|dc.description.abstract||This thesis reports on a study of the examiner practices and experiences of the PhD viva from the perspective of doctoral examiners in Malaysia. The PhD viva is an oral examination used compulsorily as part of the assessment for the award of the Doctor of Philosophy (PhD), alongside the written thesis examination. In view of the rapid expansion of doctoral education worldwide including Malaysia, there is a need to understand the assessment process and outcome. Despite the assessment, in which examiners are the linchpin, being a critical step to ensure the successful completion of a doctorate, the PhD viva remains disputable. This is due to the obscure nature of the oral examination practices of examiners which are likely to give rise to controversy. While some evidence exists about the practices of examiners, how and what examiners examine and how they experience the PhD viva within a Malaysian doctoral education context are areas yet underexplored, but for which evidence is needed.
Using narrative inquiry as the guiding research approach to investigate this issue, 12 experienced doctoral examiners from across the disciplines at a Malaysian research university were interviewed. The interviews, which formed the primary data for this study, were semi-structured, audio-recorded and transcribed verbatim. In addition, institutional narrative, which served as secondary data, were drawn from the university’s doctoral assessment policy documents, informal conversations with university colleagues, and follow-up communication with some of the examiners. To help to make sense of the examiners’ practices and their experiences of the viva, the data were analysed by using thematic analysis, a qualitative data analysis method, guided by narrative and constructivist theory.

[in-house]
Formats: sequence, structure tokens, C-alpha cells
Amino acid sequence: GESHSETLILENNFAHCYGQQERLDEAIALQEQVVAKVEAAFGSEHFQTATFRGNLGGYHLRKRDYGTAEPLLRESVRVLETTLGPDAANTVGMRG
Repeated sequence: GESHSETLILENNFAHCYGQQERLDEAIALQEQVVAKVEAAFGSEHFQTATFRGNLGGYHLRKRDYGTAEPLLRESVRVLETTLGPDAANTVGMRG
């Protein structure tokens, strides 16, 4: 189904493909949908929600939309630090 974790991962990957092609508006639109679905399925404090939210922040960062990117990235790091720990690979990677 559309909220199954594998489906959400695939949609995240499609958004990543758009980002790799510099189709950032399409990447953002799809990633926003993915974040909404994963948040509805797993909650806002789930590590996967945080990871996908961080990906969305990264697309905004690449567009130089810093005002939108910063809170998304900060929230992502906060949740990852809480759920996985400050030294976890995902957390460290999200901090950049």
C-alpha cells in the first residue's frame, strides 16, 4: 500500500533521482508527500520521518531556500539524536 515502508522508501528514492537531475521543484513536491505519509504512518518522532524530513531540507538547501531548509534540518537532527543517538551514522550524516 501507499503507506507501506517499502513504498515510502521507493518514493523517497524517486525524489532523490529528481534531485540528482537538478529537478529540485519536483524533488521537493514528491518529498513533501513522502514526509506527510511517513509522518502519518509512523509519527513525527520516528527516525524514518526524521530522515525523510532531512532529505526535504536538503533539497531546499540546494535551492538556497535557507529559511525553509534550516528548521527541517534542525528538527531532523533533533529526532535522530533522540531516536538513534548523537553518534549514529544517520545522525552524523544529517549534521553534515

In making sense of the practices of examiners, it was found that examiners perceived the viva as serving multiple purposes: gatekeeping, empowerment, dialogue, and enculturation, and not just an assessment. To achieve these purposes, examiners expected candidates to have confident, interactional behaviours, provide credible and convincing argumentative responses, as well as to display doctoralness in their oral performance, which means examiners expect to see an independent researcher/scholar in the viva. Such examining practices of examiners should be explicitly informed.
With regard to the experiences of examiners, it was found that examiners learned to examine mainly from their own experience instead of institutional training, and examiners did face different challenges, such as examining with other examiners and examining the candidates in the viva. The findings reveal complicated examiner practices and experiences of the viva and suggest that a stronger emphasis on examiner preparation to cultivate effective examining practices is essential. Three training initiatives are therefore proposed to support examiners. These include a professional development program (PDP), a peer review of the viva and an accreditation program. Training for examiners is thus called for.
The study not only adds a Malaysian perspective to what is known of the PhD viva in doctoral education worldwide by connecting narrative insights with the practices and experiences of examiners in Malaysia, but it also offers useful pedagogical and training insights, especially for examiners and academic developers, who support doctoral supervisors and examiners. Such insights could be further applied to other similar institutional and doctoral education contexts. Lastly, it provides a base for future research on examiner experiences and doctoral assessment within the field of higher education.||